The beautiful snowy weather at the start of February has now thawed leaving the fields extremely wet and muddy. Undoubtedly this will delay our farming operations this spring and it will require several weeks of dry weather before we are able to sow our spring beans. We have managed to complete the planned hedge cutting during February. We aim to cut our hedges predominately on a three-year rotation to provide a variety of hedge heights and widths.

Trimming on a three-year rotation rather than annually boosts the berry crops available for wintering birds and populations of insects. Other work planned for spring will include re-establishing some of our wild bird cover and pollen and nectar mixtures once the weather improves.

The wheat and oilseed rape established well and the weather has not affected them. Broadcasting the oilseed rape, rather than using minimum tillage has paid dividend this winter with the crops significantly more advanced than the majority of the minimum tilled crops in the surrounding area. Our only headache is keeping the large flocks of woodpigeons off the crop.

Farmland Bird Index

There has been a lot of discussion in the farming press about the small decline in the Hope Farm farmland bird index. It is of course disappointing that the numbers did not continue to rise, however what has been ignored by farming groups is since the RSPB purchased the site, the farmland bird population has doubled against a backdrop of national declines.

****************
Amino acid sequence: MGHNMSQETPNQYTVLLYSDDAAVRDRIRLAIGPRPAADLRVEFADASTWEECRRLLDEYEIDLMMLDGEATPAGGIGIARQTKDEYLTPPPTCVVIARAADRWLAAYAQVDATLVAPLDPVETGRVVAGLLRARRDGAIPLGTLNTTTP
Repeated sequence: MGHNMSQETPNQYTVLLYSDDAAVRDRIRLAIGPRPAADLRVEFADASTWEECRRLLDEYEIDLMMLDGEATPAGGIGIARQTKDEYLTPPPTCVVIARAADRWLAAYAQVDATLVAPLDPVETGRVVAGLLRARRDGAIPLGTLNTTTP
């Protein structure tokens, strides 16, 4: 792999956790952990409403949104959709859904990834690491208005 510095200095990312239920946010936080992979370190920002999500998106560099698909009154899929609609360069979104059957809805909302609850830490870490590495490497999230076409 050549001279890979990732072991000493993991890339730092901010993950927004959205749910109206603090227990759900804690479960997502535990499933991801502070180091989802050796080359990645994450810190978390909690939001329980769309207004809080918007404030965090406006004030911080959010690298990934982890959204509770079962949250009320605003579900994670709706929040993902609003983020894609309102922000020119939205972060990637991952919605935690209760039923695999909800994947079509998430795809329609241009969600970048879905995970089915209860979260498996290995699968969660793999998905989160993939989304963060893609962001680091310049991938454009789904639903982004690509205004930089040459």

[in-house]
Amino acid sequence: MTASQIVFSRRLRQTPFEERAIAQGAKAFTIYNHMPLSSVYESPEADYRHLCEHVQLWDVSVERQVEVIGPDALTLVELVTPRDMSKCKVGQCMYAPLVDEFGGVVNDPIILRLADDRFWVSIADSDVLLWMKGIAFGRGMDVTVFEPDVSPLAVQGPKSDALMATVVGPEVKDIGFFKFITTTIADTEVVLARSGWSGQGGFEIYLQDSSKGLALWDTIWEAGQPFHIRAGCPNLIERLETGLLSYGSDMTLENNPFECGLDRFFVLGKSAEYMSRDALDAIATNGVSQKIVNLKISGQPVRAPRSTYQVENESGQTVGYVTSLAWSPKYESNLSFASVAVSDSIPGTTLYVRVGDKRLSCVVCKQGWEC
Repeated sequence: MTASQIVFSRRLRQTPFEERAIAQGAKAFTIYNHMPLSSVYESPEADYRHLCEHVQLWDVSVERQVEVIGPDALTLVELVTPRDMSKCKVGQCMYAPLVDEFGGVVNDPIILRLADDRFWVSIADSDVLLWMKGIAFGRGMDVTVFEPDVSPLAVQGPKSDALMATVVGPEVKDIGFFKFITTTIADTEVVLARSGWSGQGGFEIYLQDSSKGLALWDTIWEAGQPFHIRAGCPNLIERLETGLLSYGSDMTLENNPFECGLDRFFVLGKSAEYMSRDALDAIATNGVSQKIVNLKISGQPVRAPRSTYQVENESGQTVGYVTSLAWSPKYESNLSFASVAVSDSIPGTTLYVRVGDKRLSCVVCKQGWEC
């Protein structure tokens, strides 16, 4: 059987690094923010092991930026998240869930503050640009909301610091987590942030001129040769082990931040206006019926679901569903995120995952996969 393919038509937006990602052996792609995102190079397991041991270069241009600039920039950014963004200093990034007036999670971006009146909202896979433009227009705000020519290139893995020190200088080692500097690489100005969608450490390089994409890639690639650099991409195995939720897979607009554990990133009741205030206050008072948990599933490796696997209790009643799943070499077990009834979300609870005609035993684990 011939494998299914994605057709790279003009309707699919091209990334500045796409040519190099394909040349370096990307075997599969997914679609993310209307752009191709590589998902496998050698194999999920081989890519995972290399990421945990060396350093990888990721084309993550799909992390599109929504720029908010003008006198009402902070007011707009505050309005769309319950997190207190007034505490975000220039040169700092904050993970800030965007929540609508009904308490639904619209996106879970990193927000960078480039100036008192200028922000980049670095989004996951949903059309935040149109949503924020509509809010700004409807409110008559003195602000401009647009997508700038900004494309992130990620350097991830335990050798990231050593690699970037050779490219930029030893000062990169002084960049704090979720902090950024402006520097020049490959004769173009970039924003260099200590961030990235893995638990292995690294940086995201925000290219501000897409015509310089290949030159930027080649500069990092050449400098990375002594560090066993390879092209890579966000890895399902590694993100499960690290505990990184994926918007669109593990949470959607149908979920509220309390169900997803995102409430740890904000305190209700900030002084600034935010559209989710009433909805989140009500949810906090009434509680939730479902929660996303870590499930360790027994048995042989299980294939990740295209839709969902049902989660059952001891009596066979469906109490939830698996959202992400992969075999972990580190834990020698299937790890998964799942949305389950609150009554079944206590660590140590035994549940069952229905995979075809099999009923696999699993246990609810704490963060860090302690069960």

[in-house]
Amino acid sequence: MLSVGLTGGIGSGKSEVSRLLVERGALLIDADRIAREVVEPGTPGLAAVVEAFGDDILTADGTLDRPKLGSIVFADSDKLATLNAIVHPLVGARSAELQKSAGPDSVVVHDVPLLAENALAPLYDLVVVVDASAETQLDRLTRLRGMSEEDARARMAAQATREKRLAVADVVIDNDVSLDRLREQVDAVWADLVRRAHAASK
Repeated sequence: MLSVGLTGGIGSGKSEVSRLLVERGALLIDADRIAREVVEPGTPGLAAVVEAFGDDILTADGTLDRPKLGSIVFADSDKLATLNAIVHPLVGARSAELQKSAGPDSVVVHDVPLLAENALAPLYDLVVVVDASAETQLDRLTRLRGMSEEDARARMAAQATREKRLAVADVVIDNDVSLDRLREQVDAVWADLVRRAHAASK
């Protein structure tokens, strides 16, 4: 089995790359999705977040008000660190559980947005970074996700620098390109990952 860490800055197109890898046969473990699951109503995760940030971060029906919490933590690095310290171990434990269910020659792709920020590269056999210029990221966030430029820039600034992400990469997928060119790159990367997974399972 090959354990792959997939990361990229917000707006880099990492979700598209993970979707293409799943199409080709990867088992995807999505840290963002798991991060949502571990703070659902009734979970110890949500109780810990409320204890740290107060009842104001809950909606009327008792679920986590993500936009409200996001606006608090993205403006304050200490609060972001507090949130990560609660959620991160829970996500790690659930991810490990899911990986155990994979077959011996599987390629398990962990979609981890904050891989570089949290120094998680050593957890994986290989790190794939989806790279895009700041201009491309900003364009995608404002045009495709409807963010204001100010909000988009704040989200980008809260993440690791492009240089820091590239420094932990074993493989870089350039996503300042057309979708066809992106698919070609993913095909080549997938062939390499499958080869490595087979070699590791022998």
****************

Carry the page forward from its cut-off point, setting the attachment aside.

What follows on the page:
The RSPB is proud of the results achieved at Hope Farm where we have been able to show that measures to increase bird numbers do not have to be at the expense of either yield or profitability. This has been largely achieved by using a simple mix of options within Entry Level Scheme to provide the “Big three” – nesting habitat, summer and winter food.

To find out about providing the big three for farmland birds, visit:

Bird highlights

The February winter bird count recorded good numbers of 151 skylarks, 30 linnets and 21 grey partridges. The linnets were observed feeding on spilt charlock seed from last year's harvest. The most unusual bird recorded on the count was a woodcock. We also recorded three bramblings, feeding with a flock of chaffinches, on seed put out during the snow.